“I had a huge oxytocin rush but I didn’t have my baby to throw all this love at, so I just told the nurses they were so lovely. I was on a whole other planet. He let out a cry and was the only 24weeker not intubated at the hospital. The staff were really surprised at how well he was doing. I was discharged the day after birth and we found an airbnb up the road. It was financially stressful and we didn’t get any government assistance at the time but thankfully a friend started a gofundme for us and that literally saved us, it gave us the means to pay for the airbnb and we ended up staying there for three months.

“My milk came in straight away and I had heaps of it and I was so grateful. I had inverted nipples so I used breast shields so once he got the hang of feeding he just went for it.

“When your baby is in the NICU you become an expert on your child’s condition overnight. It was hugely traumatic but one of the most amazing things for me was the mother baby magic that I didn’t know about beforehand, like when you think of your baby your boobs leak, all these beautiful synchronicities that you have with your baby. But leaving the NICU everyday and not having him with me, it’s like an elastic band pulling you back to your baby, I could feel it on the inside of my body, a primal emptiness. Throughout all of it, that was an every day challenge, not having him with me all the time. You just have to picture the invisible string between you and your baby because nothing will distract you from it.

“I have still not processed the birth and I had counselling sessions booked in but then the floods started. I can’t wait to have counselling and talk through all of my experiences.

“Rafferty has neonatal chronic lung disease which is an extended requirement for oxygen. With respiratory issues I was really worried about covid but we got it and he didn’t sprout a symptom. Moving forward we always have to monitor his breathing and watch him all the time. We landed in NSW and there’s been two times when he’s pulled the tubes out and we are very aware that he can’t go twenty to thirty minutes without oxygen. He’s a good little sleeper but it’s definitely a worry, because he doesn’t make a noise, we just have to watch, we can’t be distracted. I’m looking forward to the day that he doesn’t require oxygen; for me but mostly for him because he really doesn’t like it.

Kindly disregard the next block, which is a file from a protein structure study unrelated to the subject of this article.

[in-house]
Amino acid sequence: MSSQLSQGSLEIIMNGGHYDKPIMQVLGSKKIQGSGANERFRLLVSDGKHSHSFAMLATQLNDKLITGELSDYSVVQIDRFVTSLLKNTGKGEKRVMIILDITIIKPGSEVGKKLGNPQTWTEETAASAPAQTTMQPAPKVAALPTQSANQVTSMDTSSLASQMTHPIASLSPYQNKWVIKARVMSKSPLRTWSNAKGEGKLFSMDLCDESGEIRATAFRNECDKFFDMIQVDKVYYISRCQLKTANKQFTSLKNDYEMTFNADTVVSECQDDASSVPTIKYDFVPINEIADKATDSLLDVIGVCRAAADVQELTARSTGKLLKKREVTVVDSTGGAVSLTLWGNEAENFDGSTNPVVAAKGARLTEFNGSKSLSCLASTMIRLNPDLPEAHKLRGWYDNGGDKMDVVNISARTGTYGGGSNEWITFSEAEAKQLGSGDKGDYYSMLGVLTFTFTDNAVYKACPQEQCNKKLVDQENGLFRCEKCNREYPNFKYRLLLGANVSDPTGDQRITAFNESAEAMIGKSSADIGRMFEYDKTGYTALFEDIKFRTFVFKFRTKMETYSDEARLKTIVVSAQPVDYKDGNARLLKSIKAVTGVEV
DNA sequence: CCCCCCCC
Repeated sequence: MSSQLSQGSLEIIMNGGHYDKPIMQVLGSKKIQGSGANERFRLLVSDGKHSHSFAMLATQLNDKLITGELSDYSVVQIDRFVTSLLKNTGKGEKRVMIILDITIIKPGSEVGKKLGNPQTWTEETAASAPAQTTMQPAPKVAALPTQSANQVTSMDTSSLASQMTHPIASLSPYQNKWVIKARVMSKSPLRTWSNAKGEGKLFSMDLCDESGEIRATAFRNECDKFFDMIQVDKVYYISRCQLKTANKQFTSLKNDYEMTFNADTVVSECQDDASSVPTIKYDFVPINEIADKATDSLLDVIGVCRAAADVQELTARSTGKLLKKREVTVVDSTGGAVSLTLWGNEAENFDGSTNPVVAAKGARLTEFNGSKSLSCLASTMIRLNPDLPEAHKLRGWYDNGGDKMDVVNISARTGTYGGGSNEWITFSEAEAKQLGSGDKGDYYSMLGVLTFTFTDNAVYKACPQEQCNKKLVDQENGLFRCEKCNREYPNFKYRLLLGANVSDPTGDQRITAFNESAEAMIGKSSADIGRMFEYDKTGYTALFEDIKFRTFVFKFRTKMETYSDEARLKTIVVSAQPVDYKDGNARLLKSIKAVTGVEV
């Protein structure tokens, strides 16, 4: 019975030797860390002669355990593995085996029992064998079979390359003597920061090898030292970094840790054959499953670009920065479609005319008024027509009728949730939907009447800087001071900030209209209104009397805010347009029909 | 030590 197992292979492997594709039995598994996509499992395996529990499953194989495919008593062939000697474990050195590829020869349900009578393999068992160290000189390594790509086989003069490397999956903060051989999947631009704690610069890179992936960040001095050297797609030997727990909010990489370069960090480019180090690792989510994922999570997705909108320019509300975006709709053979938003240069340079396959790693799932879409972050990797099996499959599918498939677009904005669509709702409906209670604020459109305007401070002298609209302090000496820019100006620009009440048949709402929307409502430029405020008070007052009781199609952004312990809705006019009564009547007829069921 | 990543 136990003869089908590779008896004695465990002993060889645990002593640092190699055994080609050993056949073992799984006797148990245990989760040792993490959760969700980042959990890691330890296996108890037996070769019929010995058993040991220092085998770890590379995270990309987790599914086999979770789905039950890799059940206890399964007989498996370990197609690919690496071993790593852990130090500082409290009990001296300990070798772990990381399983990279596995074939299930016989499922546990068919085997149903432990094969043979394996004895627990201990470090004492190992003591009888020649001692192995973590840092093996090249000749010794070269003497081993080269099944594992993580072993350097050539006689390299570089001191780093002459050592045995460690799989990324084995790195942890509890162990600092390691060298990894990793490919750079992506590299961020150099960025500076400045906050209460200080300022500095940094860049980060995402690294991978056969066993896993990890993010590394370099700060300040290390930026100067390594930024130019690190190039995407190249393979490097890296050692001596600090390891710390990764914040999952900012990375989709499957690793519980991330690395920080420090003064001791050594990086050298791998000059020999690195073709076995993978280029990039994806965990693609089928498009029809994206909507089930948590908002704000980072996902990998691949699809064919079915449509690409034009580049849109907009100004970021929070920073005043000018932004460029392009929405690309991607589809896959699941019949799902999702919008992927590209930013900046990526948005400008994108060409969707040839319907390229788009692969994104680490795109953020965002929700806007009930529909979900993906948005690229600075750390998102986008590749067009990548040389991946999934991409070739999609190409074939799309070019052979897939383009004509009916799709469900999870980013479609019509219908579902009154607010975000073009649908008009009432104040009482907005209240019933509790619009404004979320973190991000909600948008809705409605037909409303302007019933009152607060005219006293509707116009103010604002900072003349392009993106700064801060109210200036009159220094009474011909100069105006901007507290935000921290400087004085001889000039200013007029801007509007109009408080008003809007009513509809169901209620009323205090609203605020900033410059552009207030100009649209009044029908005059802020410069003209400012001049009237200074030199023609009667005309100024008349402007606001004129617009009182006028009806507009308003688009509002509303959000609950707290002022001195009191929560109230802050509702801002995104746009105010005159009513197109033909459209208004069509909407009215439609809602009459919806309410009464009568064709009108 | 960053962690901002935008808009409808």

“We were home three weeks before the floods started. Our home was compromised by landslides, there was a huge crack in the earth outside our front door. I could understand flooding but it never occurred to me that the earth would carry our house away. It’s still there but we can’t return to it. We ended up being airlifted out with limited oxygen supplies which was, well it went from zero to one hundred very quickly. My mother instincts kicked in and the amount of tension that was in Rafferty was intense, it was chaotic. He was crying and as soon as I picked him up he just fell asleep and dissociated. I feel for Raff, he has been here for five months and he’s been a pincushion, he’s been full of medicine and antibiotics, he’s been on a breathing machine, he’s constantly had something to deal with and now all of a sudden we’re evacuating. It’s so much for his first few months. We’ve started the process of helping him release his tension, he has big cries and we hold him through it

“It’s given me the most incredible understanding of babies. I was in the hospital every day playing my ukulele and witnessing the power of music on him; the way music changed him, relaxed him,made him calmer. It’s altered my life path because I want to do music therapy now, I know the power of it. I wrote a song for all of the things that Raff needed to do, whether it was sending oxygen around the body or getting his hemoglobin levels up. I’d love to create music for NICU parents and babies, that’s on the cards.”


Topics Discussed

One baby, Bleeding in pregnancy, Vaginal birth, Music therapy, Micro-preemie, NICU


If you would like to connect with Alana, you can head over to @alana.wilkinson

Episode Sponsor

Today’s episode of the show is brought to you by BabyLove. The BabyLove nappies rage are super soft, silky light material specially designed for a premature baby’s delicate skin. They have a ‘breathable cover’ that is designed to reduce dampness to help prevent nappy rash. BabyLove Premmie nappies have been certified against a list of over 350 harmful substances, and have been allergy tested to ensure your bub is in the safest & most trusted care. They even have an ‘umbilical cord notch’ so there is no discomfort to your baby’s navel area. Babylove truly care for bubs of all sizes, including premature and low birth weight newborns and are the trusted brand for Premmie babies. The Babylove Premmie range is a 2021 award-winning nappy, as rated by over 60,000 reviews from Australian parents.

27,000 babies are born prematurely year in Australia and BabyLove are proud to be in a long-term partnership with the Miracle Babies Foundation, Australia’s leading organisation supporting premature and sick newborns.  To find out more about BabyLove and the rest of their nappy ranges, head to